As the name suggests, this process uses electricity in a chemical solution where the PCB is one of the electrodes and the other electrode is a metal that will cover the copper tracks. The electric current guides and deposits the metal from the electrode into the solution and finally onto the copper surface. The metal electrode can be nickel, tin, or gold, depending on the plating necessary. The electroplating process is suitable for through-hole vias and surface copper traces.

Hard Gold

Hard gold plating, or electrolytic gold plating uses a thin gold covering on a nickel layer over the copper surface. The process produces a gold layer that is highly durable, and this makes the hard gold plating very common in the PCB industry. Although the presence of gold makes the process expensive, it offers a perfect surface for soldering.

Carbon Ink

As a highly robust surface finish, carbon ink provides a more affordable covering for copper tracks. Like the hard gold layer, a carbon ink also requires a nickel layer over the copper trace. However, compared to hard gold, carbon ink is less expensive.

Carbon coating on a PCB edge connector fingers provides a tough surface capable of withstanding several hundred insertions without damage. On push-button surfaces, the carbon ink coating easily withstands over a million operations. The viscosity and stability of carbon ink makes it eminently suitable for use in tropical applications.

Copper Plating

Engineers frequently use copper for plating copper traces and vias on a printed circuit board. The copper plating on the surface traces protects the pads from damage. But copper plating on the inner sides of a via or through hole helps provide a path for the current flow from one layer to another.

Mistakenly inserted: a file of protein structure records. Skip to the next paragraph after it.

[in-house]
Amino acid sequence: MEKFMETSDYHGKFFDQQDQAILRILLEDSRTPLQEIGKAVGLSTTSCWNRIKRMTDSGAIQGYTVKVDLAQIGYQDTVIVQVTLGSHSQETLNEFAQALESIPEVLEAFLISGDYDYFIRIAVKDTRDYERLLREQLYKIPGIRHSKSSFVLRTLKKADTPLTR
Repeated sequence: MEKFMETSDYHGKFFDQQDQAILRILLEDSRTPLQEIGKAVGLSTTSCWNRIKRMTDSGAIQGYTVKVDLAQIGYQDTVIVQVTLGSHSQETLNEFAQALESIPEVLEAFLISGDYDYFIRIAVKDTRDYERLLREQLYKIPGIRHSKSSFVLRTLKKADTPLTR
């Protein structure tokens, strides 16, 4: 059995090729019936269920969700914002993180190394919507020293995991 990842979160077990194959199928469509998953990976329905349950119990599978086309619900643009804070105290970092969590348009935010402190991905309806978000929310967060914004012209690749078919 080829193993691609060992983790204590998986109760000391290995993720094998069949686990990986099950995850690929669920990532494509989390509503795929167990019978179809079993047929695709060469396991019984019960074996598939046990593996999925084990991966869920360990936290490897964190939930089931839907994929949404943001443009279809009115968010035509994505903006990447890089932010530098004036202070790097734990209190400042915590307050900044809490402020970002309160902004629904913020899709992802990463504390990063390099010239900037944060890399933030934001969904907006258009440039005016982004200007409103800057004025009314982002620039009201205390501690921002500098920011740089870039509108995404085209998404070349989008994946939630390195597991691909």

Creating vias may use the electroplating process or the electroless process. The electroplating process uses electricity and electrolysis, but the electroless process does not. Rather, the electroless process uses a catalyst in a chemical solution.

Various Styles of PCB Plating

Through hole plating

Just as for any PCB manufacturer, for Rush PCB also, through hole plating is a crucial process after drilling a PCB. The drill bit bores through copper and substrates in all the layers in the PCB. The drilling process produces heat, enough to melt the resin along the side of the hole. We use a low viscosity ink to produce a highly conductive film on the inner wall of the through hole, which dries after thermal curing. Now, fabricators can deposit copper on the inner wall directly by electroplating.

Brushing Plating

This plating procedure focuses on specific areas on the printed circuit board. The fabricator immerses a part of the board in the electrolyte. Therefore, plating takes place only on select parts of the board.

We use a chemically reactive anode such as graphite. We also wrap the anode with cotton or some other absorbent material. This allows plating selective areas of the board. Brushing plating is suitable for connectors on the board edges.

Reset Linkage Selective Plating

We apply this method of plating either automatically or manually. It produces a corrosion-resistant finish. The reset linkage selective plating, similar to brushing plating, is suitable for plating on selective areas of the board. Mostly suitable for coating gold fingers on board edge connectors, especially for flex PCBs, it increases the abrasive resistance of the fingers.


For Rush PCB, PCB plating is a vital process, especially during the fabrication of boards. It offers the best surface for the printed circuit board, increasing the durability and reliability of its traces and vias.